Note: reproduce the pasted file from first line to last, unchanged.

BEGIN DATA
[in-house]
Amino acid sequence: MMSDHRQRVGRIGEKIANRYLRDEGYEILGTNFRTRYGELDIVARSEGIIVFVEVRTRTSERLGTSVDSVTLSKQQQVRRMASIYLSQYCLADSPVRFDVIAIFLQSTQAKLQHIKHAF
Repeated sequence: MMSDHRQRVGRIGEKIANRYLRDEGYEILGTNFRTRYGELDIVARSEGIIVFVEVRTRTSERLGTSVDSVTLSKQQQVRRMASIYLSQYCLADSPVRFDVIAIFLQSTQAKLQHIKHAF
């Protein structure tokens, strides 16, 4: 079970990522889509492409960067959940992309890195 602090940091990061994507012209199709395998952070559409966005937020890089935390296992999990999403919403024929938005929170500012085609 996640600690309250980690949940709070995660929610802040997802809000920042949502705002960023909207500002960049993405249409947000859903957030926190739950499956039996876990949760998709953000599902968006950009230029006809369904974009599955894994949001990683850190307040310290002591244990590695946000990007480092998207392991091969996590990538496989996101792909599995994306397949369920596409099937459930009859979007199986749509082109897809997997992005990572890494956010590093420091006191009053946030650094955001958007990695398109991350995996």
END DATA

[in-house]
Amino acid sequence: MMSDHRQRVGRIGEKIANRYLRDEGYEILGTNFRTRYGELDIVARSEGIIVFVEVRTRTSERLGTSVDSVTLSKQQQVRRMASIYLSQYCLADSPVRFDVIAIFLQSTQAKLQHIKHAF
Repeated sequence: MMSDHRQRVGRIGEKIANRYLRDEGYEILGTNFRTRYGELDIVARSEGIIVFVEVRTRTSERLGTSVDSVTLSKQQQVRRMASIYLSQYCLADSPVRFDVIAIFLQSTQAKLQHIKHAF
């Protein structure tokens, strides 16, 4: 079970990522889509492409960067959940992309890195 602090940091990061994507012209199709395998952070559409966005937020890089935390296992999990999403919403024929938005929170500012085609 996640600690309250980690949940709070995660929610802040997802809000920042949502705002960023909207500002960049993405249409947000859903957030926190739950499956039996876990949760998709953000599902968006950009230029006809369904974009599955894994949001990683850190307040310290002591244990590695946000990007480092998207392991091969996590990538496989996101792909599995994306397949369920596409099937459930009859979007199986749509082109897809997997992005990572890494956010590093420091006191009053946030650094955001958007990695398109991350995996």